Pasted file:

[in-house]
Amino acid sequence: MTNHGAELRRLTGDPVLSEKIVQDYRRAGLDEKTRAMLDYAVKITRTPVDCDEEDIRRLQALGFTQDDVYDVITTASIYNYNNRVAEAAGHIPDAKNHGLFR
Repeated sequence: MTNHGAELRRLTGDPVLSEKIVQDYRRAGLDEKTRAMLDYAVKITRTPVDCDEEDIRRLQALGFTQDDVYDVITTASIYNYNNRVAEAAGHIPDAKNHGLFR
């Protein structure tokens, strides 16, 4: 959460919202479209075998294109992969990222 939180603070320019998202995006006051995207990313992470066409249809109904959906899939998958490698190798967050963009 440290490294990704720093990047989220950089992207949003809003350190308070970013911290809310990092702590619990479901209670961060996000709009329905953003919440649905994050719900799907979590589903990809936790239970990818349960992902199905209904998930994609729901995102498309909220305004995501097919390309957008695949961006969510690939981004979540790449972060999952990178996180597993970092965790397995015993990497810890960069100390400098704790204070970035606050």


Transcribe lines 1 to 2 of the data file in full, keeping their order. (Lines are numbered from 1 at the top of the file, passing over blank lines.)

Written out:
[in-house]
Amino acid sequence: MTNHGAELRRLTGDPVLSEKIVQDYRRAGLDEKTRAMLDYAVKITRTPVDCDEEDIRRLQALGFTQDDVYDVITTASIYNYNNRVAEAAGHIPDAKNHGLFR